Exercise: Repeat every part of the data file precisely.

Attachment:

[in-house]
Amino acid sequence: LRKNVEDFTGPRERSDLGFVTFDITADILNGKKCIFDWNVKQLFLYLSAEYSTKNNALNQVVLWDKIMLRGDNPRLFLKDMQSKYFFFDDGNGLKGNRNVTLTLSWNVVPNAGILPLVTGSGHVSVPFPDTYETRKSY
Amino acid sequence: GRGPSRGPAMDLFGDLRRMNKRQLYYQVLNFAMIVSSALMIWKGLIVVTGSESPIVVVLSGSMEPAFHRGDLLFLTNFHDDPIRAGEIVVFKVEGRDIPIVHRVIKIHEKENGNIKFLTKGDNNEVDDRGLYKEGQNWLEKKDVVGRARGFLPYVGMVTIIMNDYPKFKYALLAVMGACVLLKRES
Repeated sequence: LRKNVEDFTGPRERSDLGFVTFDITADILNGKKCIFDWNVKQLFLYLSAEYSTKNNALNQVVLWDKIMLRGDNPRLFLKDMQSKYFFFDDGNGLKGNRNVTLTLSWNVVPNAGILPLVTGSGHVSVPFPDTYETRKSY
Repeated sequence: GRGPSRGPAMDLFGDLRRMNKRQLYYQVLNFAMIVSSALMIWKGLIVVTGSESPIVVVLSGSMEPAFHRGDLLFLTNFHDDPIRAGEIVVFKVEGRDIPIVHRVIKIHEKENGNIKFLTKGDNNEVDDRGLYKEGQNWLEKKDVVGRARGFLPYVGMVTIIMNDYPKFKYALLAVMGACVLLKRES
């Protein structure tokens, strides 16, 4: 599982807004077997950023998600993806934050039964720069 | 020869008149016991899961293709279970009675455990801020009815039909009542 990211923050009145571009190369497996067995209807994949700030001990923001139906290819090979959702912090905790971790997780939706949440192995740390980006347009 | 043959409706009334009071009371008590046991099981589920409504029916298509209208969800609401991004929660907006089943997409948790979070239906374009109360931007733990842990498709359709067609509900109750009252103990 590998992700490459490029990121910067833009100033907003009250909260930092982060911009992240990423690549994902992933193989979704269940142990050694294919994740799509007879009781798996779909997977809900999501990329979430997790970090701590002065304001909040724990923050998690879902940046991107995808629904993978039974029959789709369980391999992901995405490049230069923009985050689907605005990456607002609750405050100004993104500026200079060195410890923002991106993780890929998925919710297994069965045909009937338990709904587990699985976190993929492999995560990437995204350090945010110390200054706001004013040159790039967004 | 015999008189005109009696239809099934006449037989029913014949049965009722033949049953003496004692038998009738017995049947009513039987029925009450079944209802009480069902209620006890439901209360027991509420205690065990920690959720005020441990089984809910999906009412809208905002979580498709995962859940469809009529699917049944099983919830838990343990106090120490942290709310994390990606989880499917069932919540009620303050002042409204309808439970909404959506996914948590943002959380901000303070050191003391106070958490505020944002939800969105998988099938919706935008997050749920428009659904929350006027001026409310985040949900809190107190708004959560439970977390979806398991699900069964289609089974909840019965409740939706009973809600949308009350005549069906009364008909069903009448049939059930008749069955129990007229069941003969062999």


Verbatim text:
[in-house]
Amino acid sequence: LRKNVEDFTGPRERSDLGFVTFDITADILNGKKCIFDWNVKQLFLYLSAEYSTKNNALNQVVLWDKIMLRGDNPRLFLKDMQSKYFFFDDGNGLKGNRNVTLTLSWNVVPNAGILPLVTGSGHVSVPFPDTYETRKSY
Amino acid sequence: GRGPSRGPAMDLFGDLRRMNKRQLYYQVLNFAMIVSSALMIWKGLIVVTGSESPIVVVLSGSMEPAFHRGDLLFLTNFHDDPIRAGEIVVFKVEGRDIPIVHRVIKIHEKENGNIKFLTKGDNNEVDDRGLYKEGQNWLEKKDVVGRARGFLPYVGMVTIIMNDYPKFKYALLAVMGACVLLKRES
Repeated sequence: LRKNVEDFTGPRERSDLGFVTFDITADILNGKKCIFDWNVKQLFLYLSAEYSTKNNALNQVVLWDKIMLRGDNPRLFLKDMQSKYFFFDDGNGLKGNRNVTLTLSWNVVPNAGILPLVTGSGHVSVPFPDTYETRKSY
Repeated sequence: GRGPSRGPAMDLFGDLRRMNKRQLYYQVLNFAMIVSSALMIWKGLIVVTGSESPIVVVLSGSMEPAFHRGDLLFLTNFHDDPIRAGEIVVFKVEGRDIPIVHRVIKIHEKENGNIKFLTKGDNNEVDDRGLYKEGQNWLEKKDVVGRARGFLPYVGMVTIIMNDYPKFKYALLAVMGACVLLKRES
């Protein structure tokens, strides 16, 4: 599982807004077997950023998600993806934050039964720069 | 020869008149016991899961293709279970009675455990801020009815039909009542 990211923050009145571009190369497996067995209807994949700030001990923001139906290819090979959702912090905790971790997780939706949440192995740390980006347009 | 043959409706009334009071009371008590046991099981589920409504029916298509209208969800609401991004929660907006089943997409948790979070239906374009109360931007733990842990498709359709067609509900109750009252103990 590998992700490459490029990121910067833009100033907003009250909260930092982060911009992240990423690549994902992933193989979704269940142990050694294919994740799509007879009781798996779909997977809900999501990329979430997790970090701590002065304001909040724990923050998690879902940046991107995808629904993978039974029959789709369980391999992901995405490049230069923009985050689907605005990456607002609750405050100004993104500026200079060195410890923002991106993780890929998925919710297994069965045909009937338990709904587990699985976190993929492999995560990437995204350090945010110390200054706001004013040159790039967004 | 015999008189005109009696239809099934006449037989029913014949049965009722033949049953003496004692038998009738017995049947009513039987029925009450079944209802009480069902209620006890439901209360027991509420205690065990920690959720005020441990089984809910999906009412809208905002979580498709995962859940469809009529699917049944099983919830838990343990106090120490942290709310994390990606989880499917069932919540009620303050002042409204309808439970909404959506996914948590943002959380901000303070050191003391106070958490505020944002939800969105998988099938919706935008997050749920428009659904929350006027001026409310985040949900809190107190708004959560439970977390979806398991699900069964289609089974909840019965409740939706009973809600949308009350005549069906009364008909069903009448049939059930008749069955129990007229069941003969062999």